“…it is important to remember that, more than you can possibly imagine, you are unconsciously drawn to precisely that person who possesses the attributes you need to be affected by in order to change. These are the very qualities which, because of their capacity to irritate and inspire you, will encourage in you the very dimensions you lack, the qualities which, as you acquire them, will enlarge your soul. What this means, simply, is that with Divine assistance, in spite of yourself you will be drawn into a process of personal evolution. Whatever is lacking in your character will gradually be developed and, with God’s grace, you will come to see the acquisition of these attributes as an exquisite refinement of your spirit.” – Reverend Lesley Hall, at our wedding ceremony (Thanks, Lesley!)
Valentine’s Day. It’s so sugar coated, I can’t touch it without getting sticky fingers. But, what the heck – we all need some sweetness in our lives. Here’s my take…
I like gifts. Both the giving and the receiving. I enjoy the element of surprise, and I relish the contemplation that goes into choosing or making something just right. There’s beauty in the contemplation, the striving.
Taken out of the hyper-driven consumer materialism of our day (the power is ours) – I believe in gifts as wonderful ways of showing love. Due to that modern materialistic force, I prefer to keep me gifts in the edible or hand-crafted realm, but there are many ways to express, and the giving and receiving, the presentation and the thanks, are at the heart of it.
Isn’t that ritual, and that effort, the reason that we hold onto gifts? I have gifts, some of them very ordinary objects, given to me even as a small child, that I still cherish greatly. They are weighted with loving memory that will not fade until I do.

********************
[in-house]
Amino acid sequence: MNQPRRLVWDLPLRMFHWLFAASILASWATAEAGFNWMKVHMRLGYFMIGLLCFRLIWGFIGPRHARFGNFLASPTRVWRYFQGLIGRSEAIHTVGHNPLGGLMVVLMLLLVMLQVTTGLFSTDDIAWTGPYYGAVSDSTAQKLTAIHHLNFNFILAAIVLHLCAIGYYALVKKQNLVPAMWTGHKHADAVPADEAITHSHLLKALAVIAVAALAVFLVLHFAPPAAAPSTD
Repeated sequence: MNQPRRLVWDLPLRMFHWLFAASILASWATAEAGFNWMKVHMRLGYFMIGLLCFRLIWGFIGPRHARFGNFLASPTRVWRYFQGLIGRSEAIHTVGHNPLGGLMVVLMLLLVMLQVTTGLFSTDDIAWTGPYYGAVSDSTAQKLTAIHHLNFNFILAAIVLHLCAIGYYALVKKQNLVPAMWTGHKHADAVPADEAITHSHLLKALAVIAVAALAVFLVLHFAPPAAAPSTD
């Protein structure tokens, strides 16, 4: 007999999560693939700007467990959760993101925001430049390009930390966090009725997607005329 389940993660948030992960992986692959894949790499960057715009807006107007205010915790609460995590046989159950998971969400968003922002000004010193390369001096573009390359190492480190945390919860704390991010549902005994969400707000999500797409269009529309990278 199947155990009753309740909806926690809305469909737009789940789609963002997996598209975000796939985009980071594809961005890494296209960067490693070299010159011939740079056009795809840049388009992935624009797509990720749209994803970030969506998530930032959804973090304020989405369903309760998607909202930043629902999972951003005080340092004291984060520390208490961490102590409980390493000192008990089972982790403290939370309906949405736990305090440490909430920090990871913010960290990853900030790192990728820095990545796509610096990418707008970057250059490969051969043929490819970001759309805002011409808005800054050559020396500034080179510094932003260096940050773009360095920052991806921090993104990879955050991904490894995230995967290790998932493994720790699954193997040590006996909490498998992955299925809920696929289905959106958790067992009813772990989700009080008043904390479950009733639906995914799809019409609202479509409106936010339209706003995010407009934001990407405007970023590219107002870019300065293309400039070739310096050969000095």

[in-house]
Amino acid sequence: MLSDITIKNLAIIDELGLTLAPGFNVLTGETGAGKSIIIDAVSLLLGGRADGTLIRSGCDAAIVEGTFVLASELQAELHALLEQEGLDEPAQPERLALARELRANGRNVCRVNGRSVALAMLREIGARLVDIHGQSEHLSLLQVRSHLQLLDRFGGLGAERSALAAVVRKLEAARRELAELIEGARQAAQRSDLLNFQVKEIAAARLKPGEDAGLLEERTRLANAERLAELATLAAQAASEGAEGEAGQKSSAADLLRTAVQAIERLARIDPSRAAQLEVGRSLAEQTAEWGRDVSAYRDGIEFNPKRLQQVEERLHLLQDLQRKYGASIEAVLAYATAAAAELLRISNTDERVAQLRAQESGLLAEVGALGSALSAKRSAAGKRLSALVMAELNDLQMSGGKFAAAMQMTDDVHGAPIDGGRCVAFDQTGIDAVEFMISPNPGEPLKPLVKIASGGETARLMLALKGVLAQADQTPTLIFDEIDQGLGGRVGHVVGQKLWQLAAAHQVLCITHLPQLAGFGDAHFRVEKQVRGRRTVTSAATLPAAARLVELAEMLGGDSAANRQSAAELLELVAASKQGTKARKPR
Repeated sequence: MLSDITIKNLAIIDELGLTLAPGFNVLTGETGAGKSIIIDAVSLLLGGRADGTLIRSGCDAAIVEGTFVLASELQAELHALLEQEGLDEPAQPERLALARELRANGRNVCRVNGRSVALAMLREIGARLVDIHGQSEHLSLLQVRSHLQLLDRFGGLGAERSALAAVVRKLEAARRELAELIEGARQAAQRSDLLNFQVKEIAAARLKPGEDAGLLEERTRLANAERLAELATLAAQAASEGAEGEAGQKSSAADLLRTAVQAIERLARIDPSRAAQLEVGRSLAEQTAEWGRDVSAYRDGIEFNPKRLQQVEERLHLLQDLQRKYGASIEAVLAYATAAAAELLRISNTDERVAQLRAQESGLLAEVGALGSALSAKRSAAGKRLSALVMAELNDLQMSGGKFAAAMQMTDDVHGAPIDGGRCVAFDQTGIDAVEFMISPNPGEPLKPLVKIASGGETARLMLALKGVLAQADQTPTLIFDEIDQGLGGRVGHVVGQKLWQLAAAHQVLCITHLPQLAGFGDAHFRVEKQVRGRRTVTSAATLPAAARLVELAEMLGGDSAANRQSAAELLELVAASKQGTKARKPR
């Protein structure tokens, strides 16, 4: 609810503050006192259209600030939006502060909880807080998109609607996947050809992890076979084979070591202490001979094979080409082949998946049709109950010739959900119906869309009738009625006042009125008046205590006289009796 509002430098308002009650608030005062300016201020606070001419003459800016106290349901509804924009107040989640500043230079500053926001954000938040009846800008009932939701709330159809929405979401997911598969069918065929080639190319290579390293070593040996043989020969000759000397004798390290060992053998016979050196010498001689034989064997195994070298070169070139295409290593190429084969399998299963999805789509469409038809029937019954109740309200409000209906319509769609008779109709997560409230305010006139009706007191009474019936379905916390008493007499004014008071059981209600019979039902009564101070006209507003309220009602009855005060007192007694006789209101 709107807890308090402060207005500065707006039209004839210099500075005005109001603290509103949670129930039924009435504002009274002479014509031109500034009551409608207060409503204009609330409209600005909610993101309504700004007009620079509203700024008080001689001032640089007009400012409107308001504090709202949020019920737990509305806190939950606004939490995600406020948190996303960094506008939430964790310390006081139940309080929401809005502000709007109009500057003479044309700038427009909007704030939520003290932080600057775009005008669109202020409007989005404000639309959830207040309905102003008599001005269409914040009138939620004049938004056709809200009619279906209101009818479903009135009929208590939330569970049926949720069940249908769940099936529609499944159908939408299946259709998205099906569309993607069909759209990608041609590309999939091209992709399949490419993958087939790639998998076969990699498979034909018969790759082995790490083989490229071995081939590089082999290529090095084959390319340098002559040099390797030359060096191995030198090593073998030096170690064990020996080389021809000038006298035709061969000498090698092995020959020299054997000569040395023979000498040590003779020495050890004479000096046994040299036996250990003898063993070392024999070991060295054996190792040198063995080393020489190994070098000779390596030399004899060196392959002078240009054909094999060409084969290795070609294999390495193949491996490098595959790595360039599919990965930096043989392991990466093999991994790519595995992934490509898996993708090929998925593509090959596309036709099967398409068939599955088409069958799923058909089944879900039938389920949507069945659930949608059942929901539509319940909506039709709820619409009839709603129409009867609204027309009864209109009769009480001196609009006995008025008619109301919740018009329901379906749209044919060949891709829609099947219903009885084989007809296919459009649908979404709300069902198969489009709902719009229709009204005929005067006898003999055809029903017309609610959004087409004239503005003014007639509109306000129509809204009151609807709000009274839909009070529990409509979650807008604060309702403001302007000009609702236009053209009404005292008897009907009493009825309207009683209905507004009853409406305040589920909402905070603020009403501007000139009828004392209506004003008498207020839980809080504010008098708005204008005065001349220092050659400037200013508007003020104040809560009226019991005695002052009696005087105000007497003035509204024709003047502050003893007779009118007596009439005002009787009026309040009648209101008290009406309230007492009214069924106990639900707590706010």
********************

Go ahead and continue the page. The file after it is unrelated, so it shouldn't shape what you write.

Due to this love of gifts, I long to make beautiful gifts for the people closest to me. This includes of course my Fellow Man and our children.
Paul gave me several skeins of a beautiful dark grey worsted merino wool when I first began knitting. I was terrified to use it, and unsure what to make. I finally decided I would make something for HIM. His talented sister has made him a couple of very nice hats, so that would just be repetitive. He wouldn’t wear fingerless gloves, I’ve been assured. And there wasn’t enough yarn, or skill in my hands, to dream up a sweater just yet. Before Christmas, I set my sights on a scarf. When he saw me working and asked what I was up to (I don’t think he cares as much about surprise as I do), I told him. And he said, “You know, I really don’t wear scarves.” Come to think of it, I did know that, but I thought I could make him a beautiful scarf and maybe he would wear it when he went to town. Maybe he would wear it because I made it for him. But is that really what I want for my gift to be for him? No. I was stumped. And what do you do when you really don’t know what to give a person?
And his answer?